• If there is an active community built around it, I never found it. The package is maintained by some European based company and they had a wiki but I didn't find it that active or useful.

All things considered, the downside is pretty minor. I think it is a very good library and would definitely recommend it.

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I have never used ACE, but I used Boost and Poco. I really like the coding style of Poco. The packages are consistent and the source code is easy to read. They're not template crazy like boost. In my experience I spend hours reading how to use boost - serialization package, pointer map container etc- and little time reading how to use Poco stuff. I would say they have good design and make use of templates where needed.

On the negative side they have API documentation but they don't have extensive documentation on how you would use a package. For that you usually look at example source code, or their unit tests source code.

I have the HTTPServer working on Windows/Linux without any obvious errors.

So chalk it up as 1 positive experience.

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To me it seems boost has the most traction for new C++ libraries and the fact that many of them got accepted into the upcoming C++ standard speaks for itself.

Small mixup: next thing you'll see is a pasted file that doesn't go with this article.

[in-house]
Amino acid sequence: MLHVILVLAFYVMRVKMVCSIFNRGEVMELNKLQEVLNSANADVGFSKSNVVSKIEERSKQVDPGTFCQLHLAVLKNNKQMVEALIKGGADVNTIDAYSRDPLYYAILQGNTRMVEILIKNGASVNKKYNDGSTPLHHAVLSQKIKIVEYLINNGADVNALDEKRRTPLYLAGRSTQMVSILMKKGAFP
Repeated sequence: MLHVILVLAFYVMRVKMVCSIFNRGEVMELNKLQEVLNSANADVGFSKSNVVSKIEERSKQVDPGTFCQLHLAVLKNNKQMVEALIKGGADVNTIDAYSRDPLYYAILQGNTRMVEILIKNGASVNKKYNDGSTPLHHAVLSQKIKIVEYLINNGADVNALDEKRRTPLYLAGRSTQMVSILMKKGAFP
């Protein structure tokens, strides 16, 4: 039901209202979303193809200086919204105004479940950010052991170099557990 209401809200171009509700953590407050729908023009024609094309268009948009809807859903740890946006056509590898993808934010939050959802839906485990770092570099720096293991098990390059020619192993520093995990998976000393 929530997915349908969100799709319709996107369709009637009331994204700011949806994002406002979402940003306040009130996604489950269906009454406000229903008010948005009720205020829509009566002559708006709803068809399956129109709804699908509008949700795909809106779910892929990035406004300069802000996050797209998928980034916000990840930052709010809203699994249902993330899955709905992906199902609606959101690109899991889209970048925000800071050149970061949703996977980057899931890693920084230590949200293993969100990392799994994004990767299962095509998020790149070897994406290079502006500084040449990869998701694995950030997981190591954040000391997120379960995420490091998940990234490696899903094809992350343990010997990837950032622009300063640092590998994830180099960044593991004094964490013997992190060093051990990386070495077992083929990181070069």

I use ACE and Boost myself and the reasons I chose them are that they are mature (especially ACE) have a large strong user community which makes sure they will be maintained and enhanced and that I can get good quality professional support. We use Remedy for our ACE/TAO support and are highly satisfied.

As ACE is a much older library than Boost and one of it's goals is to support more exotic (like embedded) platforms it does not use so much bleeding edge C++ technology as Boost. I am using a mixture of ACE and Boost and am very happy with that combination.

I don't quite know why you put wxWidgets in the match, as it is mostly a graphics UI library. But if I had to do some C++ UI projects I would go with QT, mostly because this is also a widely used library (all of the KDE desktop is built on top of QT) and therefore well maintained and I would have access to a large user base for questions and support.

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wxWidgets does define it's own string and collection classes as well as a lot of cross platform utility class for file/socket etc. This is heritage from the days before C++ compilers supported the STL (or templates!) –  Martin Beckett Apr 17 '09 at 16:37
    
It is a common misconception that wxWidgets is only GUI stuff, but there is lot more to it. –  Jere.Jones Apr 17 '09 at 16:48
    
@Jere.Jones So does QT, but that does not mean that I would use it for non UI stuff :-) –  lothar Apr 17 '09 at 16:53
    
For me the problem with QT is moc... wxWidgets can do a lot without having something like moc around. Also, wxWidgets can be compiled as separate libs, so you can have only the parts you use in your application, unlike QT. (I may be wrong on this one, but I think I'm not) –  Coyote21 May 6 '12 at 0:09